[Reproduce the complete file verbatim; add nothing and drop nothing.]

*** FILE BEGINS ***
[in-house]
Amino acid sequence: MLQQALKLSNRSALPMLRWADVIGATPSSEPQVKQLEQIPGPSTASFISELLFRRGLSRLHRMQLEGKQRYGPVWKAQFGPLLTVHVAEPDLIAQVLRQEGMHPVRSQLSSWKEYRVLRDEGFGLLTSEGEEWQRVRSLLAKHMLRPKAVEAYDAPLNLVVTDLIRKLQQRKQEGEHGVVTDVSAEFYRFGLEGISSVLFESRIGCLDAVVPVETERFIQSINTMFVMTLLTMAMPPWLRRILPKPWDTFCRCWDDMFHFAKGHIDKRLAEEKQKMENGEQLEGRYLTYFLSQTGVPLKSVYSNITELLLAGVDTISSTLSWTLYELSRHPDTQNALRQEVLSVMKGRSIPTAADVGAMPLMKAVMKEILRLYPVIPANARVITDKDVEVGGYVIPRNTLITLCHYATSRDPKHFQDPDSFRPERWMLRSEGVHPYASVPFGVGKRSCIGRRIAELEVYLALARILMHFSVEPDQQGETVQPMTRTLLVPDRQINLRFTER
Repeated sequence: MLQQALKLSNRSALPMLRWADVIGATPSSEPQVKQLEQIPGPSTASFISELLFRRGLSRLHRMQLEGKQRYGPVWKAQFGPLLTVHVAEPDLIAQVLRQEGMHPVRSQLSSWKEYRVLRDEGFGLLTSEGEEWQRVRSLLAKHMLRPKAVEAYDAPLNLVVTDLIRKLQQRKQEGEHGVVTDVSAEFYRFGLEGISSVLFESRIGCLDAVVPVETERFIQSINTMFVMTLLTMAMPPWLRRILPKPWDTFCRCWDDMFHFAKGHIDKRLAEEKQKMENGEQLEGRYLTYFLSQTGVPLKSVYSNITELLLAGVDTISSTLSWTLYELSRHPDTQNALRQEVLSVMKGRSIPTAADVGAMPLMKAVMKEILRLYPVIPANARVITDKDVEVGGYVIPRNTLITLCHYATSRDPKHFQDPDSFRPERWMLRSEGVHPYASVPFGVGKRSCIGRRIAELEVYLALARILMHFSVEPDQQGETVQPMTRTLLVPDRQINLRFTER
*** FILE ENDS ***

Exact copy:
[in-house]
Amino acid sequence: MLQQALKLSNRSALPMLRWADVIGATPSSEPQVKQLEQIPGPSTASFISELLFRRGLSRLHRMQLEGKQRYGPVWKAQFGPLLTVHVAEPDLIAQVLRQEGMHPVRSQLSSWKEYRVLRDEGFGLLTSEGEEWQRVRSLLAKHMLRPKAVEAYDAPLNLVVTDLIRKLQQRKQEGEHGVVTDVSAEFYRFGLEGISSVLFESRIGCLDAVVPVETERFIQSINTMFVMTLLTMAMPPWLRRILPKPWDTFCRCWDDMFHFAKGHIDKRLAEEKQKMENGEQLEGRYLTYFLSQTGVPLKSVYSNITELLLAGVDTISSTLSWTLYELSRHPDTQNALRQEVLSVMKGRSIPTAADVGAMPLMKAVMKEILRLYPVIPANARVITDKDVEVGGYVIPRNTLITLCHYATSRDPKHFQDPDSFRPERWMLRSEGVHPYASVPFGVGKRSCIGRRIAELEVYLALARILMHFSVEPDQQGETVQPMTRTLLVPDRQINLRFTER
Repeated sequence: MLQQALKLSNRSALPMLRWADVIGATPSSEPQVKQLEQIPGPSTASFISELLFRRGLSRLHRMQLEGKQRYGPVWKAQFGPLLTVHVAEPDLIAQVLRQEGMHPVRSQLSSWKEYRVLRDEGFGLLTSEGEEWQRVRSLLAKHMLRPKAVEAYDAPLNLVVTDLIRKLQQRKQEGEHGVVTDVSAEFYRFGLEGISSVLFESRIGCLDAVVPVETERFIQSINTMFVMTLLTMAMPPWLRRILPKPWDTFCRCWDDMFHFAKGHIDKRLAEEKQKMENGEQLEGRYLTYFLSQTGVPLKSVYSNITELLLAGVDTISSTLSWTLYELSRHPDTQNALRQEVLSVMKGRSIPTAADVGAMPLMKAVMKEILRLYPVIPANARVITDKDVEVGGYVIPRNTLITLCHYATSRDPKHFQDPDSFRPERWMLRSEGVHPYASVPFGVGKRSCIGRRIAELEVYLALARILMHFSVEPDQQGETVQPMTRTLLVPDRQINLRFTER